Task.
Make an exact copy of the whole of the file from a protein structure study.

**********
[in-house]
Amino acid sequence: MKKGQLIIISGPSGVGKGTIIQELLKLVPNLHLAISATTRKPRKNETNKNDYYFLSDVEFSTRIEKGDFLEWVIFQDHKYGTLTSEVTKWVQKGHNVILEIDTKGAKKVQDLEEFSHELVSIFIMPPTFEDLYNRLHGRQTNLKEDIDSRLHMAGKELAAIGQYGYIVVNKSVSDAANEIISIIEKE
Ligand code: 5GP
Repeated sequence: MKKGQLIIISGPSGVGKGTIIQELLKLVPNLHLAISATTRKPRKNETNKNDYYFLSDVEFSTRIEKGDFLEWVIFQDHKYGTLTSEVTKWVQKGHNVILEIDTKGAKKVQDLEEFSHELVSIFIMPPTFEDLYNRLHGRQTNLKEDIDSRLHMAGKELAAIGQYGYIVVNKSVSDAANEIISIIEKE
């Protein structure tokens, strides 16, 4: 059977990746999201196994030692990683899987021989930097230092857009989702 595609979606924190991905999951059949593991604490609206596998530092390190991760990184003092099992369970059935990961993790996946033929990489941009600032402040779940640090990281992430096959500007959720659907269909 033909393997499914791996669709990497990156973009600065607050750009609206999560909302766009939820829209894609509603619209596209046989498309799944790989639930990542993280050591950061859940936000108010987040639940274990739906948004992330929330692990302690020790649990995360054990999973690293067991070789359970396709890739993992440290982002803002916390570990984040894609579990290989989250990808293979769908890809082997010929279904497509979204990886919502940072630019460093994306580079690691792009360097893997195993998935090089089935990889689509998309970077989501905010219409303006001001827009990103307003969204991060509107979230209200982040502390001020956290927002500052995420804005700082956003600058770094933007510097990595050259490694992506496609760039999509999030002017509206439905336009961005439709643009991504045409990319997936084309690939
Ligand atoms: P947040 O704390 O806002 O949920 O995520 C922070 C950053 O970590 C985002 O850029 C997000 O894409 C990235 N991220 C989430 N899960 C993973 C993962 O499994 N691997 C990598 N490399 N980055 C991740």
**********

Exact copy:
[in-house]
Amino acid sequence: MKKGQLIIISGPSGVGKGTIIQELLKLVPNLHLAISATTRKPRKNETNKNDYYFLSDVEFSTRIEKGDFLEWVIFQDHKYGTLTSEVTKWVQKGHNVILEIDTKGAKKVQDLEEFSHELVSIFIMPPTFEDLYNRLHGRQTNLKEDIDSRLHMAGKELAAIGQYGYIVVNKSVSDAANEIISIIEKE
Ligand code: 5GP
Repeated sequence: MKKGQLIIISGPSGVGKGTIIQELLKLVPNLHLAISATTRKPRKNETNKNDYYFLSDVEFSTRIEKGDFLEWVIFQDHKYGTLTSEVTKWVQKGHNVILEIDTKGAKKVQDLEEFSHELVSIFIMPPTFEDLYNRLHGRQTNLKEDIDSRLHMAGKELAAIGQYGYIVVNKSVSDAANEIISIIEKE
């Protein structure tokens, strides 16, 4: 059977990746999201196994030692990683899987021989930097230092857009989702 595609979606924190991905999951059949593991604490609206596998530092390190991760990184003092099992369970059935990961993790996946033929990489941009600032402040779940640090990281992430096959500007959720659907269909 033909393997499914791996669709990497990156973009600065607050750009609206999560909302766009939820829209894609509603619209596209046989498309799944790989639930990542993280050591950061859940936000108010987040639940274990739906948004992330929330692990302690020790649990995360054990999973690293067991070789359970396709890739993992440290982002803002916390570990984040894609579990290989989250990808293979769908890809082997010929279904497509979204990886919502940072630019460093994306580079690691792009360097893997195993998935090089089935990889689509998309970077989501905010219409303006001001827009990103307003969204991060509107979230209200982040502390001020956290927002500052995420804005700082956003600058770094933007510097990595050259490694992506496609760039999509999030002017509206439905336009961005439709643009991504045409990319997936084309690939
Ligand atoms: P947040 O704390 O806002 O949920 O995520 C922070 C950053 O970590 C985002 O850029 C997000 O894409 C990235 N991220 C989430 N899960 C993973 C993962 O499994 N691997 C990598 N490399 N980055 C991740």